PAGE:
The bodies of two Israeli soldiers, missing for about two years, were returned today in exchange for the freedom of Samir Kuntar, a Lebanese man who murdered an Israeli while his four year old daughter watched and then bashed her head in, killing her. It's easy to look at that situation and say what really did Israel get from this trade? They freed this horrible man and got back two dead soldiers. Prime Minister Olmert, who I don't always agree with I'll say, said this, which really made me understand Israel's point of view, "The Worry over the fate of every one of our soldiers is the glue which binds us as a society, and it is this which allows us to survive in an area which is surrounded by enemies and terror organizations."
One of the things that I took away from my trip to Israel last winter was the incredible respect that soldiers got and the incredible pride that every Israeli seems to have in their army and their country. They believe so strongly in what they fight for.
Another quote I found incredibly true: "The power of a nation is not dependent on what the other side says, but rather only on us." (that one's Foreign Minister Tzipi Livni)
The whole article can be found here on the Jerusalem Post's website.

July 15, 2008

So far away, doesn't anybody stay in one place anymore?

It would be so fine to see your face at my door
Doesn't help to know that you're just time away
Long ago I reached for you and there you stood
Holding you again could only do me good
How I wish I could, but you're so far away.

I think there's some kind of saying that says having friends in far away places makes the world seem smaller. I disagree. I hate having my friends so spread out. Even Marnie and Meredith, who are just in Chicago, seem lightyears away. And that's not even counting anyone in North Carolina, New Hampshire, New York, California, freaking Ireland. I know that far away friends give me prime excuses to go on mini vacations and long weekends to visit people but I what I really want is to be able to go have drinks with them in the middle of the week or play in the summer weather with them.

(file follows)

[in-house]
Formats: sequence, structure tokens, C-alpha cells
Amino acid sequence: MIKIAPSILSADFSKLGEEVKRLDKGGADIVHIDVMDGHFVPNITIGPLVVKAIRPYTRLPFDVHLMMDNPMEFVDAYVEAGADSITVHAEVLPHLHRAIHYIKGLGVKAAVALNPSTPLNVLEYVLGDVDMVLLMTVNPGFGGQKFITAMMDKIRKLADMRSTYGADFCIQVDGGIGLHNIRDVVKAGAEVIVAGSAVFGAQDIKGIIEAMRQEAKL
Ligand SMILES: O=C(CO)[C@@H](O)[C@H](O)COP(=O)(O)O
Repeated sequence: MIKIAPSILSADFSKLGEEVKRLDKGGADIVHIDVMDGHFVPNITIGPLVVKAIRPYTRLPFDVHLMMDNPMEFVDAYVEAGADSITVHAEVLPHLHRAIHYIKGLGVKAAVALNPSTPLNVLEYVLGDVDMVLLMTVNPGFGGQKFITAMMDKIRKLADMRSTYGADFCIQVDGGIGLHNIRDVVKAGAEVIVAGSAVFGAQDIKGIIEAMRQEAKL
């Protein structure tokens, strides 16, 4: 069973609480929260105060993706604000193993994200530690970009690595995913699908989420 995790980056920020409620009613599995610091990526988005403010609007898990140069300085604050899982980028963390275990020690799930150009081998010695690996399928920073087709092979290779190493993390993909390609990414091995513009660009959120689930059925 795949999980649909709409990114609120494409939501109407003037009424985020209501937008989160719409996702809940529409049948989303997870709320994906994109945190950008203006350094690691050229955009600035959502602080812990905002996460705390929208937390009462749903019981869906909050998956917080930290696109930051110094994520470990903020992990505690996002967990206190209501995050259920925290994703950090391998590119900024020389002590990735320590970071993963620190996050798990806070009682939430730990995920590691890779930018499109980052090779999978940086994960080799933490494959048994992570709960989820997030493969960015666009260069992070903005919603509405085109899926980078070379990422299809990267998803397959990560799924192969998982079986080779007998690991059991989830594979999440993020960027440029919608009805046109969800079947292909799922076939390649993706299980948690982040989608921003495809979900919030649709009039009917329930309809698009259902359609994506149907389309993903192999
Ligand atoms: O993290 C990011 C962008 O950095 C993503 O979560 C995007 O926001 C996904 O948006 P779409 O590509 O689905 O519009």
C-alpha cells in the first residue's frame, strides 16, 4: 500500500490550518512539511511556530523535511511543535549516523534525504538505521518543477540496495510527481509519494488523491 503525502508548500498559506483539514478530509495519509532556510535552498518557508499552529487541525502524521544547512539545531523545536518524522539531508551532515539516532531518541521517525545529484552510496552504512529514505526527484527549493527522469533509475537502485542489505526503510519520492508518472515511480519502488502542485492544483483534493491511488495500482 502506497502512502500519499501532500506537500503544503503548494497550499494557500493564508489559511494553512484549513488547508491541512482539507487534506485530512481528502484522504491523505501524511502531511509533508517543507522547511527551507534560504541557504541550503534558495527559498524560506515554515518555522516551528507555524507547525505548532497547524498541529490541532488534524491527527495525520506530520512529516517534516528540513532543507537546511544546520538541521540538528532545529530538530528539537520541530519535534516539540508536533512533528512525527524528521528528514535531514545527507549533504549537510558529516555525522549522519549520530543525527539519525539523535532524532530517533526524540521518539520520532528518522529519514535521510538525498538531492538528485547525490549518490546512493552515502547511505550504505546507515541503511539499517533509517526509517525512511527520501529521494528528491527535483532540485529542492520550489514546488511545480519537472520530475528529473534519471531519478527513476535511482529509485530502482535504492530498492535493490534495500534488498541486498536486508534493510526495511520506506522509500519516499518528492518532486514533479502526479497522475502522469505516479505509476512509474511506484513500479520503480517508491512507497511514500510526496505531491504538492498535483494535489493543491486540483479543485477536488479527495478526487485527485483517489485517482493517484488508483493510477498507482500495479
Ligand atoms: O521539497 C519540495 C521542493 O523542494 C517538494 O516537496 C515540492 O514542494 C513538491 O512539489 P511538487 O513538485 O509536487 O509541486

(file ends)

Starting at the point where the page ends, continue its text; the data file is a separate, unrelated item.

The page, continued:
I remember when I was little and my friends lived in the same city as me. Ian's friends lived right up the street. I was so incredibly jealous that he could walk or ride his bike to their houses. In middle school I became friends with a girl who lived a few streets away and I thought my life was complete. Mostly though my friends were a car ride away. I hated that. I thought driving to the other side of the north side of Indianapolis was a tragedy. 20 minutes? I wanted 2 minutes! I lived in a tiny circle back then. Between my friends, the barn, school, temple, the JCC, my Indianapolis grandparents, Blockbuster and ice cream nothing was farther than 20 minutes away.
What I wouldn't give for that right now. My circle has expanded considerably these days. Oh wells, guess you can't always get what you want right?